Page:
a few thoughts.
normally, i don’t address the tragedies that happen in life around us. partly, because you come here, i assume, as an escape from that kind of thing. to be inspired, to feel a little lighter. but i feel the collective sadness all around me after the devastating news of robin williams’ suicide and i’m finding it hard to set it aside. i think if you’ve ever known someone who has suffered or you yourself suffer from depression, your heart has broken a little more these last few days. i am one of those people, although very few friends know it, and i’ve certainly never talked about it here. but, i thought — just maybe i should. maybe i should tell you, as i did once a while back, that life is not always the perfect little instagram package you sometimes see.
first of all — i’m completely fine. but i am fine because i addressed the problem a long time ago and i’ve kept on top of it with medication — because i have to. if i didn’t, i’d have bad bouts of depression and i couldn’t get up and write this blog every day. i couldn’t see the beauty around me, let alone share it. i’ve tried not taking medication and trust me, you don’t want me to do that again. i take a low dosage of an anti-depressant, but whatever the dose, it’s what keeps me from hiding in my room by myself and having very dark thoughts and loneliness that is much too overwhelming — there’s no turning back from it without help. but with help, my life is on a very happy, even keel. i do see beauty, lots of it — and i do want to share it. so, if you need help — please, ask for it. please tell someone.
the chronicle’s truthful headline this morning is really what moved me to write this. i often think for a comedian to be a good one, they need to be extra perceptive, because it’s those perceptions that they share with us which make them so relatable, and so well-loved and identifiable to us, right? we nod our heads in recognition and agreement of the craziness that comedians capture so succinctly for us. they just get it. it’s true for lots of people who seem to ‘get it’ — artists, writers, actors — people just like you and me. but i think it’s exactly that extra-perception if you will, that also makes life extremely painful. there’s no filter — you feel it all, especially for the really brilliant artists. so beauty, and love and loneliness and all of the poetry of life is intensified and sometimes just too painful to bear. i don’t presume to know what troubled robin williams, but from what i’ve heard from his peers, he was a genuinely kind and sensitive man. and perhaps that was why he felt he just couldn’t keep looking at the world — heaven knows it’s hard to look at some days with all the suffering that goes on. but sometimes, it’s simply too much beauty that becomes the difficult thing to bear when you haven’t someone with which to share it.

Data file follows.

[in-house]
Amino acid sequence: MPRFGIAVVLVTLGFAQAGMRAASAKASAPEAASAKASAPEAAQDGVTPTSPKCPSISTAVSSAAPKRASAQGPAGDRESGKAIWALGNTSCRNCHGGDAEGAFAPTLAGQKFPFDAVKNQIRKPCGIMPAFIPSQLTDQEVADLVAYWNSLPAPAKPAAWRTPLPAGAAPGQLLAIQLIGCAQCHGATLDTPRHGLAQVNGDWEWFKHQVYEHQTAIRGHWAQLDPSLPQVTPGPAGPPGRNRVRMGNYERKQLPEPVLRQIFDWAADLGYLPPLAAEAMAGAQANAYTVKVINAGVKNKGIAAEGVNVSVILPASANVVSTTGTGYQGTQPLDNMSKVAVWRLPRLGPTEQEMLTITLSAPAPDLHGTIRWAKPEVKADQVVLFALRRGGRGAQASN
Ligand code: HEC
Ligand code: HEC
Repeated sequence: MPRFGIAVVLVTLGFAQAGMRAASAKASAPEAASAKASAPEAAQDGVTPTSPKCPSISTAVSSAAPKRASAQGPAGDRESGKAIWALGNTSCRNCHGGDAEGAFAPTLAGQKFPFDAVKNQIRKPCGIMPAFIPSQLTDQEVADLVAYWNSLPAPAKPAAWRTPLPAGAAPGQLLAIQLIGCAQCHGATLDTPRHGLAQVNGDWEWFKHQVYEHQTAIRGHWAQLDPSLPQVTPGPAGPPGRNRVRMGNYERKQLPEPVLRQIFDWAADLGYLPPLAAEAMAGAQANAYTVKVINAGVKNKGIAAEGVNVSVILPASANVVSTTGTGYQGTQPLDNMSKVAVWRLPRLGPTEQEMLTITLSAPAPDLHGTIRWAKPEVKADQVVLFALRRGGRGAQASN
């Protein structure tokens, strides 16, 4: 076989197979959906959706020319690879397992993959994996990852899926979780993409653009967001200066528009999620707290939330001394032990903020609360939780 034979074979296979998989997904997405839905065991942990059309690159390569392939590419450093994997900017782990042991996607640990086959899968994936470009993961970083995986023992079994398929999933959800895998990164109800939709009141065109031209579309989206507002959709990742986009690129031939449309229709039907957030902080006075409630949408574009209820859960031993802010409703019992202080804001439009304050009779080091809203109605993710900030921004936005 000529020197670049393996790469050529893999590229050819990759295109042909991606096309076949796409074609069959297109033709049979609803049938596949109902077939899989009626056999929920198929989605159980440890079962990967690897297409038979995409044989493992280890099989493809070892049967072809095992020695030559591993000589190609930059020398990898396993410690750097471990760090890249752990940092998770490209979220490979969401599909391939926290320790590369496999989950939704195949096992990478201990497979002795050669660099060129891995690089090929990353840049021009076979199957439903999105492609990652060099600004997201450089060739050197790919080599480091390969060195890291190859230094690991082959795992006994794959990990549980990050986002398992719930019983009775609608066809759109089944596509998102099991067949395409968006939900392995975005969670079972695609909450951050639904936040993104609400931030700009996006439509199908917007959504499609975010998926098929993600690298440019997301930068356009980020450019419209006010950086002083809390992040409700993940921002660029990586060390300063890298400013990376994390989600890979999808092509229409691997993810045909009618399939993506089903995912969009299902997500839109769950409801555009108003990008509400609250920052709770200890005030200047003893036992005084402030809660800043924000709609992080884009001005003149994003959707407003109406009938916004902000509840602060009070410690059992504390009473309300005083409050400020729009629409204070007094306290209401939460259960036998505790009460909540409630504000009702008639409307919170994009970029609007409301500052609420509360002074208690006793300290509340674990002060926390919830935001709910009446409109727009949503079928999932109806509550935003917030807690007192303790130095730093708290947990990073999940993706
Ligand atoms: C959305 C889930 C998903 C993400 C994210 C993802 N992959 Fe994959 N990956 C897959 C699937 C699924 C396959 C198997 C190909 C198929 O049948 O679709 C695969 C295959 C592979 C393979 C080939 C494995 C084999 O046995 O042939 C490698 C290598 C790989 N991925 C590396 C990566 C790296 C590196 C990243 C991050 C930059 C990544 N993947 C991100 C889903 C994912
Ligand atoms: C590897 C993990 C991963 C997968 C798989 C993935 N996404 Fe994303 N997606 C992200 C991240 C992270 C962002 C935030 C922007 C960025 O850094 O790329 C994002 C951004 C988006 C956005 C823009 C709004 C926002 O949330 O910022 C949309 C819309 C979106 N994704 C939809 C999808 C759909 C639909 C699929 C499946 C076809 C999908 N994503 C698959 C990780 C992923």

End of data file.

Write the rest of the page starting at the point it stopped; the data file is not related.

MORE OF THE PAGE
so i think if we are to learn anything at all from the lovely genius that was robin williams is that you really just never know if someone might be suffering, or from what, and so it’s good to take a moment before judging, or acting unkindly or petty towards others, and just think about that. think about your fellow humans and remember that words and actions, or even a lack thereof can really affect the people around you and make them feel excluded. try to make those words and actions thoughtful ones, and watch out for not just those you love, but your community, your world. act to make it a better place. simple acts of love and kindness can do that more than you know.
robin williams said: “I used to think the worst thing in life was to end up all alone. It’s not. The worst thing in life is ending up with people who make you feel all alone.” maybe, we all just try to make the people around us feel a little less alone.
— xo, victoria